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Preventing Weight Gain and Obesity: Indirect Effects of the Family Check-Up in Early Childhood

Overview of attention for article published in Prevention Science, September 2014
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Title
Preventing Weight Gain and Obesity: Indirect Effects of the Family Check-Up in Early Childhood
Published in
Prevention Science, September 2014
DOI 10.1007/s11121-014-0505-z
Pubmed ID
Authors

Justin D. Smith, Zorash Montaño, Thomas J. Dishion, Daniel S. Shaw, Melvin N. Wilson

Abstract

The early signs of obesity are observable in early childhood. Although the most promising prevention approaches are family-centered, few relevant early prevention programs exist. This study evaluated the effects of an evidence-based, home-visiting intervention, the Family Check-Up (FCU), on the trajectory of children's weight gain. The FCU was designed to prevent the development of behavior problems by improving family management practices; children's weight has not been an explicit target. On the basis of previous research and conceptual models, we hypothesized that intervention effects on parenting practices, specifically caregivers' use of positive behavior support (PBS) strategies in toddlerhood, would mediate improvements in children's weight trajectories. A total of 731 indigent caregiver-child dyads from a multisite randomized intervention trial were examined. Observational assessment of parenting and mealtime behaviors occurred from age 2-5 years. The child's body mass index (BMI) was assessed yearly from age 5-9.5 years. Path analysis with a latent growth model revealed a significant indirect effect of the FCU on the trajectory of BMI in later childhood. Improvements in caregivers' PBS in toddlerhood, which was related to the nutritional quality of the meals caregivers served to the child during the mealtime task, served as the intervening process. Furthermore, findings indicate that the FCU prevents progression to overweight and obese status amongst at-risk children. These study results add to existing evidence that has demonstrated that family-based interventions aimed at improving general family management skills are effective at preventing weight gain. Future directions are discussed.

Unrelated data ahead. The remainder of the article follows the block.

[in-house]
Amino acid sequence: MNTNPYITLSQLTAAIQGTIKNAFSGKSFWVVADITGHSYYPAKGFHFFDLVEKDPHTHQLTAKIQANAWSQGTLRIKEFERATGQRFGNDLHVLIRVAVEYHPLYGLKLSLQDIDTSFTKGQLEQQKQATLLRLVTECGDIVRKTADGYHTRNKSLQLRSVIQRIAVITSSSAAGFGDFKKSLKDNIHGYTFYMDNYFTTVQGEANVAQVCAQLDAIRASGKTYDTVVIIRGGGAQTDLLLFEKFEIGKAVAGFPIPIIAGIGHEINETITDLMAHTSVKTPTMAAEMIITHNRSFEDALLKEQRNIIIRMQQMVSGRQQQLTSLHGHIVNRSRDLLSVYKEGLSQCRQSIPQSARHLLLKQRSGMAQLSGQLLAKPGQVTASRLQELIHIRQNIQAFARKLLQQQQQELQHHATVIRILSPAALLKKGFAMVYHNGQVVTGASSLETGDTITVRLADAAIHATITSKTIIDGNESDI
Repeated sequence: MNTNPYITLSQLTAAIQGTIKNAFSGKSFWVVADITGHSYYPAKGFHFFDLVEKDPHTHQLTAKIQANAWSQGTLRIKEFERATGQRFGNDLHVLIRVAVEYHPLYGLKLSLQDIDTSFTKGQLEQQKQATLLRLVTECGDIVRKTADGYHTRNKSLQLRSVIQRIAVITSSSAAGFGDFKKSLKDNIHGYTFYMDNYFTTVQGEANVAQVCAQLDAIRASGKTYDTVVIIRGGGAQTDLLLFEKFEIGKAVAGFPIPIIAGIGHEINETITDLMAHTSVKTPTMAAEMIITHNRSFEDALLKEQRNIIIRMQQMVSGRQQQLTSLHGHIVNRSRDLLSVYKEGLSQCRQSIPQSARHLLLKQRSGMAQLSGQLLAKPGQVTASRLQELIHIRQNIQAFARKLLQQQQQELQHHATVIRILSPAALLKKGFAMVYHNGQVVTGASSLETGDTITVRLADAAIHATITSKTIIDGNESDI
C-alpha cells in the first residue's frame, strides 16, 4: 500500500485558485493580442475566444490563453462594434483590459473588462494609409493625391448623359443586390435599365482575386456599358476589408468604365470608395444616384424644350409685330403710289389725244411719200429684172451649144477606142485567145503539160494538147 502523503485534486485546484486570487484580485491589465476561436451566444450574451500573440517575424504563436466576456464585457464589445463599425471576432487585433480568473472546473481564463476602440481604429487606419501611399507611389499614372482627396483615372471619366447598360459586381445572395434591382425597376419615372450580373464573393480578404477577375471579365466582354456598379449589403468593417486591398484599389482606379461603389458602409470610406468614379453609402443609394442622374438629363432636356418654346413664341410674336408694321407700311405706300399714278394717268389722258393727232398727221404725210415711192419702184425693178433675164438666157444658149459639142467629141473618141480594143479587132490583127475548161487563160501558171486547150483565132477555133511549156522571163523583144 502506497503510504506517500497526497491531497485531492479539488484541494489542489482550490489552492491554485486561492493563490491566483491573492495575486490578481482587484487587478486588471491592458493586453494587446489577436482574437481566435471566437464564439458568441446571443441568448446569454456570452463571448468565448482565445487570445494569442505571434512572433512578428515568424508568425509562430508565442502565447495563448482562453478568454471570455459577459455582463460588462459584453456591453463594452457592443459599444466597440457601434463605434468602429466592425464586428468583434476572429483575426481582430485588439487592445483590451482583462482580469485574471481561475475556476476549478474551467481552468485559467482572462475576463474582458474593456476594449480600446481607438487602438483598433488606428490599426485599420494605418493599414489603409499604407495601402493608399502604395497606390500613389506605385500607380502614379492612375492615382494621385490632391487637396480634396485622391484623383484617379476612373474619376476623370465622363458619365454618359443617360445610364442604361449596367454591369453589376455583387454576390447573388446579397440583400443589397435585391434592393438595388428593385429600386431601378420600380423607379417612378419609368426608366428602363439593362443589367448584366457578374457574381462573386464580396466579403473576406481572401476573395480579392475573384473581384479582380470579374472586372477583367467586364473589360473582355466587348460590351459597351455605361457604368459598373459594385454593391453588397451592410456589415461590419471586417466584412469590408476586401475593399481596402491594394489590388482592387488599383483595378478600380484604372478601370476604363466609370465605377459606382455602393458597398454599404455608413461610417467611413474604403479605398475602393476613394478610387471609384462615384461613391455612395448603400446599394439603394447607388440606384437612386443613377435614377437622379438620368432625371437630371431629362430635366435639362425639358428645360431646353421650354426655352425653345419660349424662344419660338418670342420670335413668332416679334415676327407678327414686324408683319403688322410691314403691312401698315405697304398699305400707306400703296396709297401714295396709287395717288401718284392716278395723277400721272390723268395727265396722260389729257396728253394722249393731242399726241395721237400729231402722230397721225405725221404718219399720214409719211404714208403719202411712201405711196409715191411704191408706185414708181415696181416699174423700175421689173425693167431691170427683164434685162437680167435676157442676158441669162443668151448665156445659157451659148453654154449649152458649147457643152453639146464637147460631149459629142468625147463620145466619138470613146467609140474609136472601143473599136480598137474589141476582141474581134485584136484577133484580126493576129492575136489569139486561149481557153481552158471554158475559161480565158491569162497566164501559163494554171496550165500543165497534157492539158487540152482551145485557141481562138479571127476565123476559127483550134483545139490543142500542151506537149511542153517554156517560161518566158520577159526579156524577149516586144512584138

Twitter Demographics

The data shown below were collected from the profile of 1 tweeter who shared this research output. Click here to find out more about how the information was compiled.

Mendeley readers

The data shown below were compiled from readership statistics for 89 Mendeley readers of this research output. Click here to see the associated Mendeley record.

Geographical breakdown

Country Count As %
Spain 1 1%
Unknown 88 99%

Demographic breakdown

Readers by professional status Count As %
Researcher 16 18%
Student > Master 14 16%
Student > Bachelor 13 15%
Student > Ph. D. Student 12 13%
Unspecified 10 11%
Other 24 27%
Readers by discipline Count As %
Psychology 24 27%
Nursing and Health Professions 21 24%
Unspecified 14 16%
Medicine and Dentistry 14 16%
Social Sciences 8 9%
Other 8 9%

Attention Score in Context

This research output has an Altmetric Attention Score of 1. This is our high-level measure of the quality and quantity of online attention that it has received. This Attention Score, as well as the ranking and number of research outputs shown below, was calculated when the research output was last mentioned on 30 September 2014.
All research outputs
#10,938,841
of 12,342,754 outputs
Outputs from Prevention Science
#633
of 658 outputs
Outputs of similar age
#179,193
of 220,139 outputs
Outputs of similar age from Prevention Science
#24
of 24 outputs
Altmetric has tracked 12,342,754 research outputs across all sources so far. This one is in the 1st percentile – i.e., 1% of other outputs scored the same or lower than it.
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